Joined: Mar 17, 2005
Location: Staten Island
|Posted: Thu Feb 18, 2010 8:19 pm Post subject: National Service Agency Requests Applications
From Thu Feb 18, 2010 3:00 am to Thu Feb 25, 2010 2:59 am (included)
|National Service Agency Requests Applications for
Social Innovation Fund Competition
The Agency Announces $50 Million Available for Organizations to Invest in Effective Nonprofits Working in Low-Income Communities
Washington, DC—The Corporation for National and Community Service today released a Notice of Federal Funds Availability (NOFA) for the newly-created Social Innovation Fund (SIF). Applications are due by April 8, 2010, 5:00 p.m. Eastern Time.
“Too many social challenges have been allowed to fester when innovative approaches are already delivering results in communities throughout the U.S. – it doesn’t have to be this way,” said Stephen Goldsmith, the Chair of the Corporation’s Board of Directors. “The SIF will help ensure that high-impact nonprofits are able to attract the public and private resources they need to grow and improve the economic, education and health prospects of low-income communities.”
The SIF, authorized by the 2009 Edward M. Kennedy Serve America Act, is specifically designed to:
Promote public and private investments in effective nonprofit community organizations to help them replicate and expand to serve more low-income communities;
Create new knowledge about how to solve critical social challenges; and
Develop the grantmaking infrastructure necessary to support the work of social innovation in communities across the country.
Instead of granting directly to nonprofit community organizations, like most Federal grant programs, the SIF channels funding through a network of “intermediary” organizations. These intermediary organizations – existing grantmaking institutions or partnerships – will host competitions within six months of the award to identify and fund nonprofit community organizations (subgrantees) with evidence of impact and effectiveness. Intermediaries will support this portfolio of subgrantees over time, and also assist with evaluation to help generate new knowledge about what works to address critical social challenges. Subgrants will be awarded to nonprofit community organizations working in the areas of economic opportunity, youth development and school support, and healthy futures.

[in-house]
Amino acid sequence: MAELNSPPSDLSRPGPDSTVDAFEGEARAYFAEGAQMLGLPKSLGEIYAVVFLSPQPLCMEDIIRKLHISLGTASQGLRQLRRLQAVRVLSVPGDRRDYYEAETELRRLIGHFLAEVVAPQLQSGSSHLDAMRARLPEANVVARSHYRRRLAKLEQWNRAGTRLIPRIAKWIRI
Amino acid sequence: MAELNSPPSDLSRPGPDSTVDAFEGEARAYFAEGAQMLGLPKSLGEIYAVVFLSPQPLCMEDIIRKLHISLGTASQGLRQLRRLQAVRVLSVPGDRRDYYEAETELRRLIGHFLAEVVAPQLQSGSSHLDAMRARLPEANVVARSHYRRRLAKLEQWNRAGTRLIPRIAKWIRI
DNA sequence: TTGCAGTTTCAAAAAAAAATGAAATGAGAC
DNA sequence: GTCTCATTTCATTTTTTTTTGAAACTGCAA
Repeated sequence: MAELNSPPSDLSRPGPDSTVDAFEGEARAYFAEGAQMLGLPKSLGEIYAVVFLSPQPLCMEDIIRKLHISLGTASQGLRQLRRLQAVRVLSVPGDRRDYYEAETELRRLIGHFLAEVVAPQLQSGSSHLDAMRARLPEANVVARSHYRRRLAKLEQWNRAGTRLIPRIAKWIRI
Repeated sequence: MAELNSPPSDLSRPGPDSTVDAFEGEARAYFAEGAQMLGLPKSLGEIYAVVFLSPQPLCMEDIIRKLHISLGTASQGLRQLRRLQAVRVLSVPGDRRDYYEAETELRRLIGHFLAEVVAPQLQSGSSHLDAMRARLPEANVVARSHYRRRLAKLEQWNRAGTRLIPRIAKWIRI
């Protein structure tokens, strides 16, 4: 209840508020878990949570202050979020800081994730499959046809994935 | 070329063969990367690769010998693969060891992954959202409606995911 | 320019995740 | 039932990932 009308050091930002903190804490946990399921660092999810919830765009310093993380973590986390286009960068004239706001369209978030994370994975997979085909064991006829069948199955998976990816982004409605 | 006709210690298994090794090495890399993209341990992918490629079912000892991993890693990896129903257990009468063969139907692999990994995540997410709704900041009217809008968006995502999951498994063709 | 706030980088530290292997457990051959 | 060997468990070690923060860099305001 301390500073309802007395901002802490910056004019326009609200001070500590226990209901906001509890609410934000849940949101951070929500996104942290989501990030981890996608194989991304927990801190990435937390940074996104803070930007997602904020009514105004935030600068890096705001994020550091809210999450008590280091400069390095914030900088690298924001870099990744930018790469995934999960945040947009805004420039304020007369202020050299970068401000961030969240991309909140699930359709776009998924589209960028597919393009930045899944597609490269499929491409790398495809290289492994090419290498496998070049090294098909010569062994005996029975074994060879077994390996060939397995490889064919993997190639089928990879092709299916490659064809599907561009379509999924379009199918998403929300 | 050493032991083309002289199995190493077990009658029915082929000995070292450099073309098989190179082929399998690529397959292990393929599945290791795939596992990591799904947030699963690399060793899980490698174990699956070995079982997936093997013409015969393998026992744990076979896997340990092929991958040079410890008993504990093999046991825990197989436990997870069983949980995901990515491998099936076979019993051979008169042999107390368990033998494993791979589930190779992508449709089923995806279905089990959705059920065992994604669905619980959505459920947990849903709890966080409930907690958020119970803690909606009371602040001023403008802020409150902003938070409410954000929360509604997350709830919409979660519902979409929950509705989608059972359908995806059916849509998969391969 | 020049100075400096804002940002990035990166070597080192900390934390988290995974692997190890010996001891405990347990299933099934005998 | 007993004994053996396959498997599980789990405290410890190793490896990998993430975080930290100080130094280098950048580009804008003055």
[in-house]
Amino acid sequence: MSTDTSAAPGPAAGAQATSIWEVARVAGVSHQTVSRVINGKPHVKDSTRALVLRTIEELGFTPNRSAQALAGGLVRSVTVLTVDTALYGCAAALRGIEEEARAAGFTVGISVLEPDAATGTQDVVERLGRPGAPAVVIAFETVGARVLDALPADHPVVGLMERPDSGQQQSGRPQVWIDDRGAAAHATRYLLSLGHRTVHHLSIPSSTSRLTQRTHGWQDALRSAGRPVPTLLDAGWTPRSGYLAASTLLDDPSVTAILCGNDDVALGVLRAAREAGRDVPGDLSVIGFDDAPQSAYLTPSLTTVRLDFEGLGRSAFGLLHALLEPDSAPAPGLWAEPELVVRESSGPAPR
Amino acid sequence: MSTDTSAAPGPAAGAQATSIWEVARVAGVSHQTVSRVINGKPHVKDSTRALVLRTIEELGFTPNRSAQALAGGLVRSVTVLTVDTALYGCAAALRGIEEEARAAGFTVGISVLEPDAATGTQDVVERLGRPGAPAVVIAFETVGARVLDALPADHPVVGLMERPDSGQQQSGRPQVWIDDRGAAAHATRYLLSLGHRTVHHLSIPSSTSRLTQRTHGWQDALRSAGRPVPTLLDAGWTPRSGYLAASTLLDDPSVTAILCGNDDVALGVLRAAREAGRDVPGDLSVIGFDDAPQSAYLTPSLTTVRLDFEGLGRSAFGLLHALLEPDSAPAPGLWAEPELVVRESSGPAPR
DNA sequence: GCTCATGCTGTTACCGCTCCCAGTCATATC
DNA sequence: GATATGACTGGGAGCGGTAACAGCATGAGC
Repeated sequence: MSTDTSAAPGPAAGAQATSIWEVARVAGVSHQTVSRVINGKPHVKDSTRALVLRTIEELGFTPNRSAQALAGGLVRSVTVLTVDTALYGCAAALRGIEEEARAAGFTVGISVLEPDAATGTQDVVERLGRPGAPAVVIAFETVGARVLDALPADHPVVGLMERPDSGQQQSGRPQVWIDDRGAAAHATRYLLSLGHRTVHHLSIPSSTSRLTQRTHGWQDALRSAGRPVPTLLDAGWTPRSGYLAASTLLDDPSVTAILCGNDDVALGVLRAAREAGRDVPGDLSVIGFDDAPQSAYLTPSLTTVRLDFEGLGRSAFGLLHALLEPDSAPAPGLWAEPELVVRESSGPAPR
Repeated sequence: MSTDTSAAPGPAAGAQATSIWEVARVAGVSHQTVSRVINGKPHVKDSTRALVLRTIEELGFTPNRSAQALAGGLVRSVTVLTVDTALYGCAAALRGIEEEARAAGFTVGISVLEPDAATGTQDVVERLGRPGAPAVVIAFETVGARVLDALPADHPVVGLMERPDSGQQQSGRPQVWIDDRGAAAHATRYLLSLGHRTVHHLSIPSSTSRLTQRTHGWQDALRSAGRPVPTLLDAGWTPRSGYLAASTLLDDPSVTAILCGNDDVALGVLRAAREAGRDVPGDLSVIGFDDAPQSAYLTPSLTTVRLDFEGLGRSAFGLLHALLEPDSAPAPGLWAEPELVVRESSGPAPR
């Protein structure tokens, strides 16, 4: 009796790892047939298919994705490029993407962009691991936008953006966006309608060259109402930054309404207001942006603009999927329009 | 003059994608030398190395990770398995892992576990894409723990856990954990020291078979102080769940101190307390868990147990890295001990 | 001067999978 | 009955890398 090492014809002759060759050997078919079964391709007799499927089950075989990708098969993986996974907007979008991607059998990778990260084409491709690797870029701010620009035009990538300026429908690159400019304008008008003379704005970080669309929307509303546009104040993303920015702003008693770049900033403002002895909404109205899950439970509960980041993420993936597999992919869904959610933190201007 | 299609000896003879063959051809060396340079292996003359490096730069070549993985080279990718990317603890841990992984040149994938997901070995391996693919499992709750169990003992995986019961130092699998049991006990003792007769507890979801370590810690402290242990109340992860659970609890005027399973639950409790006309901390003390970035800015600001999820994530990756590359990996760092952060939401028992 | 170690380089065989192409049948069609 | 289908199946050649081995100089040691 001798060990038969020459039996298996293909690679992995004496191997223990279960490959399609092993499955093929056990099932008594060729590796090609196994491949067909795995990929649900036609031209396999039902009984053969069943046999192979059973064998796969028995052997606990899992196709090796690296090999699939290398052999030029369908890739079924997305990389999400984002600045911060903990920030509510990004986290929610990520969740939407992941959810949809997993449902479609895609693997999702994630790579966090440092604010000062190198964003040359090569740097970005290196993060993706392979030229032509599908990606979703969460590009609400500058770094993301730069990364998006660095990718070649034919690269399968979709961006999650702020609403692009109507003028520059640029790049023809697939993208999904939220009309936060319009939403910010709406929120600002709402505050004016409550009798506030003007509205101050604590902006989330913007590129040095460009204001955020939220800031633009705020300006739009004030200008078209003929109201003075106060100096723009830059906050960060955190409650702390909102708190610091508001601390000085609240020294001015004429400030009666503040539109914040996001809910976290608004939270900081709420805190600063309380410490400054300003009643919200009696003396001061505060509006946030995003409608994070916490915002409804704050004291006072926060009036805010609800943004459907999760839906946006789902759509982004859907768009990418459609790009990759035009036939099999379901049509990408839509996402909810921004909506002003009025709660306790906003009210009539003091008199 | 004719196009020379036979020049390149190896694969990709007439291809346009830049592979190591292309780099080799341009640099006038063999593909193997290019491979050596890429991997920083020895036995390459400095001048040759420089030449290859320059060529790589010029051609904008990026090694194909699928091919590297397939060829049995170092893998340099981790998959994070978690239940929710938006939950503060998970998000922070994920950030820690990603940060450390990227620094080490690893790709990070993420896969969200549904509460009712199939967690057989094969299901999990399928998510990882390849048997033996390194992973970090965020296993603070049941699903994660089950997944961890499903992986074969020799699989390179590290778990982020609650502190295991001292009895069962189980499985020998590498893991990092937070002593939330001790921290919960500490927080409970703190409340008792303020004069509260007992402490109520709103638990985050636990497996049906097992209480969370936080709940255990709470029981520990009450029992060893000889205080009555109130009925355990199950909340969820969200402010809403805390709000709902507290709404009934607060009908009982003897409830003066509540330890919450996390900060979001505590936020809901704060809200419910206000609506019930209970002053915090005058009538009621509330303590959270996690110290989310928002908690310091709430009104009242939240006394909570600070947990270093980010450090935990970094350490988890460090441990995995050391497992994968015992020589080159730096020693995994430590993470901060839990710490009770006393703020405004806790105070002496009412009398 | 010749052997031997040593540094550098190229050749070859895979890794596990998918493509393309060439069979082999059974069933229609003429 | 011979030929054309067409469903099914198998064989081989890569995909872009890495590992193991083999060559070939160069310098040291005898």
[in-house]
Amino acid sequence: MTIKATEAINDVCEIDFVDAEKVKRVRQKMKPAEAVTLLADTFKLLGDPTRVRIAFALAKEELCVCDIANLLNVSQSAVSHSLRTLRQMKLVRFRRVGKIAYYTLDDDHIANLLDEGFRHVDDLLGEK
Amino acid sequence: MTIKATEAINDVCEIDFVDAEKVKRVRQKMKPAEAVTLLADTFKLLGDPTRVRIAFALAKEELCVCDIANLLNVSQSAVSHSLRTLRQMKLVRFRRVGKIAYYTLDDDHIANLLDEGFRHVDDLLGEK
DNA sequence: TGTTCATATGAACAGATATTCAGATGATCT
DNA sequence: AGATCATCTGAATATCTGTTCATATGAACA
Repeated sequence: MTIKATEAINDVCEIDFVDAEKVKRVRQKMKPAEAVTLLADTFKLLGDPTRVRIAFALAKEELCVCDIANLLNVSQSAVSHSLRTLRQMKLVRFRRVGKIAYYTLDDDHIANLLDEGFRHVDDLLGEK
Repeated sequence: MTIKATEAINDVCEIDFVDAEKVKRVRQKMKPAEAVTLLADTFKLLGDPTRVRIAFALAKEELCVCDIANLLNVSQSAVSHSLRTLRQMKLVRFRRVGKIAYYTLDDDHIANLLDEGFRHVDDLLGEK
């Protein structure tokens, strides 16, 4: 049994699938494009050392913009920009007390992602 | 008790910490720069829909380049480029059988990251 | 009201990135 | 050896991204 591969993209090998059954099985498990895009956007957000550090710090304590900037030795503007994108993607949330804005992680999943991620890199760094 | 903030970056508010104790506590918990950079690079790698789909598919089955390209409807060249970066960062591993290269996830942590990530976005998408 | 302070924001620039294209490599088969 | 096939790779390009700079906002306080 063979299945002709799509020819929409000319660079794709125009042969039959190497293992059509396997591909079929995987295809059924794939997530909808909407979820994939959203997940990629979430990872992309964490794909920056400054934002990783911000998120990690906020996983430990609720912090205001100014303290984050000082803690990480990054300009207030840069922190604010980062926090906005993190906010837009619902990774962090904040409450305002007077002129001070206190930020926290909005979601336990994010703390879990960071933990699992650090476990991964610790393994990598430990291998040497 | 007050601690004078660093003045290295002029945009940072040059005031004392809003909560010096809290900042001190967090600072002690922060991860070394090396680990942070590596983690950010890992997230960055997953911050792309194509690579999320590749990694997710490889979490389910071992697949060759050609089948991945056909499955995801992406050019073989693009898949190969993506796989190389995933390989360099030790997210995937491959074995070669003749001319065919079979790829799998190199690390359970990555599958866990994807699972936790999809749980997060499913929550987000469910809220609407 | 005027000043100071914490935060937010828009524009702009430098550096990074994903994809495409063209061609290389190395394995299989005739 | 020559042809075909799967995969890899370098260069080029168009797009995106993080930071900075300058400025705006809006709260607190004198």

In Fiscal Year (FY) 2010, the Corporation will award up to $50 million in Federal funding to approximately seven to 10 intermediary organizations. Annual awards to intermediaries will be in the range of $1 million to $10 million. The SIF funding mechanism will leverage $3 in private funding for every $1 in Federal funding, generating a total public-private investment of $200 million in FY 2010.
The release of the final NOFA followed a one-month public comment period that generated over 200 public comments from a broad array of stakeholders, including potential intermediaries, nonprofit organizations and experts with deep experience in grantmaking, social change, evaluation, replication and expansion.
“The input of the nonprofit and philanthropic communities has greatly improved the final product that we’re publishing today,” said Goldsmith. “This is a key first step toward providing the financial capital and the ideas to focus public and private resources on what works, so our nation can make dramatic progress on key social challenges.”
The public comments were instrumental in generating policy changes that significantly broaden SIF eligibility. In particular, the comments led to:
A lowering of the minimum grant award to $1 million from $5 million in the draft NOFA.
This change will enable a broader pool of intermediaries to apply, including grantmakers working in rural areas or states with less philanthropic resources.
The elimination of an explicit preference for intermediaries that have already selected their subgrantees at the time of application.
This change will ensure that a broader pool of effective nonprofit community organizations have a chance to access SIF funding and work in partnership with SIF intermediaries. It will also increase the quality of the subgrantees selected, as intermediaries will not rush to complete their processes by the application deadline.
The final NOFA retains strict criteria for successful intermediaries. Successful intermediary applicants will have:
A strong track record of using rigorous evidence to select, invest in, support, and monitor the replication and expansion of their subgrantees;
The capacity to conduct a competitive process for selecting innovative nonprofit community organizations with effective and potentially transformative approaches;
Expertise in one or more priority issue areas; and
Deep and broad relationships with stakeholders in one or more priority issue areas and and/or specific geographic regions.
Potential intermediary applicants can access the full NOFA at: http://www.nationalservice.gov/about/serveamerica/innovation.asp
Applicants must apply using the Corporation’s eGrants system. The eGrants Web site is: https://egrants.cns.gov/espan/main/login.jsp